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North America

F-Zero: Maximum Velocity

by Mike Sklens - June 13, 2001, 10:35 pm EDT

After hours of play, Mike S' impressions of F-Zero: Maximum Velocity are ready to take off and break the sound barrier.

I never owned the original F-Zero, but I played it a lot at my friend's house. When F-Zero X came out I bought it right away. F-Zero racers are fantastic. They combine tight controls, breakneck speed and incredible track design. F-Zero: Maximum Velocity is no exception. It is a truly fantastic racer.

The first thing you will probably notice about F-Zero: MV is the speed. It is really really fast. The landscape scrolls by so fast you don't even have time to look at it. If you do get a chance to look at it though, you'll be impressed. It is much better looking than the Super NES version. The SNES version had some really pixelated looking textures. F-Zero: MV has none of those. The land below the track is very sharp looking, as is everything else. The machines (they're not cars) are all pre-rendered and very slick looking. They keep that F-Zero look to them.

The controls are tight. Not as tight as I'd like them to be, but they work just fine. Some of the machines are way too loose and slip all over the place. I'm sure newcomers will be able to adjust to this but it will probably take me a long while. So, until then I'm piloting the J.B. Crystal, which has supreme handling. The tracks, while also keeping the classic F-Zero look, are drastically different. They are just plain wild. My favorite feature has got to be the ability to choose a different path. It adds a pinch of strategy to the game, you have to know how you drive and how your machine will handle a certain path. The tracks also have new features like explosives which can really damage your machine, as well as leave a puddle of "lava" on the track. The tracks don't start out easy either. You can forget anything resembling Silence. The first track starts out with tons of speed-down areas and is actually quite hard to negotiate for a first track. On top of that the AI in the game is much improved. The other drivers will bump and smash their way around you and make sure you lose some energy.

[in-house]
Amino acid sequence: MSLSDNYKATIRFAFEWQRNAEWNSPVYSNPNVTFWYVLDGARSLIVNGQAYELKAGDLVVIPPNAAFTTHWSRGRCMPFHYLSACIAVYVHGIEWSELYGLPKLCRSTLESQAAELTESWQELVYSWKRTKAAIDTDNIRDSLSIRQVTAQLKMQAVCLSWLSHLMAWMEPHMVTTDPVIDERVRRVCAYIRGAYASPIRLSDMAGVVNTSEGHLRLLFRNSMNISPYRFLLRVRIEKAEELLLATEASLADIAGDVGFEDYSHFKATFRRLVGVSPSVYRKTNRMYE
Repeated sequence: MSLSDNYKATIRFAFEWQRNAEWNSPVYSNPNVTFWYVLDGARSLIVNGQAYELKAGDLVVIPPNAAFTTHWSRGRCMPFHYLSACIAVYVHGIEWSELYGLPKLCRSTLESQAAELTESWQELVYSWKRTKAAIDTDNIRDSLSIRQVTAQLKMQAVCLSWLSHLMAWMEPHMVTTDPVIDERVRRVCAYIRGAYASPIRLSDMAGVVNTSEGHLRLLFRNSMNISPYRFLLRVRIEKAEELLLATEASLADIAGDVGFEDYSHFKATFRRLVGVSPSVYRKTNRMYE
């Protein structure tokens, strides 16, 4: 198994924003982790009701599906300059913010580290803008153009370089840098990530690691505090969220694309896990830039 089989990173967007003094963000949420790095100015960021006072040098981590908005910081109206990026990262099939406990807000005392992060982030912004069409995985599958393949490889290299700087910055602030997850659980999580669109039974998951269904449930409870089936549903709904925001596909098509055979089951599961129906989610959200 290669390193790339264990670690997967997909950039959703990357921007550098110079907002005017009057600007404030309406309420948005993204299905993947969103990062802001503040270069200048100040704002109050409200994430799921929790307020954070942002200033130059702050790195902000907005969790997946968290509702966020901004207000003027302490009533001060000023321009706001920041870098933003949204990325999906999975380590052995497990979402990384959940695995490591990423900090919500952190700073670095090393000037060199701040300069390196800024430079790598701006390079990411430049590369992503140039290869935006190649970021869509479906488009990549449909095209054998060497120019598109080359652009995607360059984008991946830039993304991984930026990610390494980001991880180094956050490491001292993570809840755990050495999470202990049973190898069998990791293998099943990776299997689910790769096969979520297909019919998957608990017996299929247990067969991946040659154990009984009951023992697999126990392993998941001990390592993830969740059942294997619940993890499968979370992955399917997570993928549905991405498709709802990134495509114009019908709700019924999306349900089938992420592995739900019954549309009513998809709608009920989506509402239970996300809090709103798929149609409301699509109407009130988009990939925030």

The game's sound is good. It's not top notch though. It's missing those rockin' guitar riffs that F-Zero X had, and that I loved. The soundtrack is very much like the original's, but not quite as good. The sound effects, on the other hand, are dead on. I love the fizzle sound you hear when you run along the walls. As always, play this game with headphones. Or, if you're really cool, you'll hook your GBA up to your PC speakers.

F-Zero: Maximum Velocity is a tight game. Everything about it rocks. It's tough, but it's not too tough. It has some slick graphics and sound, and most importantly of all, the tracks totally rock. If you like racers, then F-Zero: Maximum Velocity will fit you perfectly.

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Genre Racing
Developer NDcube
Players1 - 4

Worldwide Releases

na: F-Zero: Maximum Velocity
Release Jun 10, 2001
jpn: F-Zero
Release Mar 21, 2001
eu: F-Zero: Maximum Velocity
Release Jun 22, 2001
aus: F-Zero: Maximum Velocity
Release Jun 22, 2001
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